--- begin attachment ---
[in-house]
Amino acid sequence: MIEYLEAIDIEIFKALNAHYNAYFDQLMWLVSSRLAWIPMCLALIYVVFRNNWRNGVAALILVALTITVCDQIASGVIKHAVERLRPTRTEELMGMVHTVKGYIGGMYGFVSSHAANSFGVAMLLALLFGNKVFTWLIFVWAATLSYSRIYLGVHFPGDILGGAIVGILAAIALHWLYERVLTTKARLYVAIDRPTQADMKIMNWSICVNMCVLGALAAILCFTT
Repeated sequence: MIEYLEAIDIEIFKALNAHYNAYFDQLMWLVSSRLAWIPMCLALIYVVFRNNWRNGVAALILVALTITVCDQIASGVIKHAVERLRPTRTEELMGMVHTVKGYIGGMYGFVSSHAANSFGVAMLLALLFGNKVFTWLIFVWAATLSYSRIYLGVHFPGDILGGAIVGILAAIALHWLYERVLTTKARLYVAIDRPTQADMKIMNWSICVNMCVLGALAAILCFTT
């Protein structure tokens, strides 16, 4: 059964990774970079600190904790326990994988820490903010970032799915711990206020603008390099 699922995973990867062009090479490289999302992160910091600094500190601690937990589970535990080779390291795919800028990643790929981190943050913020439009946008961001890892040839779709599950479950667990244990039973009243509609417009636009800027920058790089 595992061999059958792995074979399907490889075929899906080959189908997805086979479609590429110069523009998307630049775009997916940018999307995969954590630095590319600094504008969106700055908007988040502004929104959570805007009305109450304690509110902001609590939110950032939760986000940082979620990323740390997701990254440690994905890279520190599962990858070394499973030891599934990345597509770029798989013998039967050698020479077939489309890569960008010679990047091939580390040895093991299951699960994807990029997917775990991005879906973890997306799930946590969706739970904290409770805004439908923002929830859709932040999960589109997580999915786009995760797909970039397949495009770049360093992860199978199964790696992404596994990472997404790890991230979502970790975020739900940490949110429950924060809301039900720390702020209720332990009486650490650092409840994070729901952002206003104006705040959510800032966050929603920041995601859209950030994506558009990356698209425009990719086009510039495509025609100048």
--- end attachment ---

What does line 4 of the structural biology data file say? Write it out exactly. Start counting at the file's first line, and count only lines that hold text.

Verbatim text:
């Protein structure tokens, strides 16, 4: 059964990774970079600190904790326990994988820490903010970032799915711990206020603008390099 699922995973990867062009090479490289999302992160910091600094500190601690937990589970535990080779390291795919800028990643790929981190943050913020439009946008961001890892040839779709599950479950667990244990039973009243509609417009636009800027920058790089 595992061999059958792995074979399907490889075929899906080959189908997805086979479609590429110069523009998307630049775009997916940018999307995969954590630095590319600094504008969106700055908007988040502004929104959570805007009305109450304690509110902001609590939110950032939760986000940082979620990323740390997701990254440690994905890279520190599962990858070394499973030891599934990345597509770029798989013998039967050698020479077939489309890569960008010679990047091939580390040895093991299951699960994807990029997917775990991005879906973890997306799930946590969706739970904290409770805004439908923002929830859709932040999960589109997580999915786009995760797909970039397949495009770049360093992860199978199964790696992404596994990472997404790890991230979502970790975020739900940490949110429950924060809301039900720390702020209720332990009486650490650092409840994070729901952002206003104006705040959510800032966050929603920041995601859209950030994506558009990356698209425009990719086009510039495509025609100048």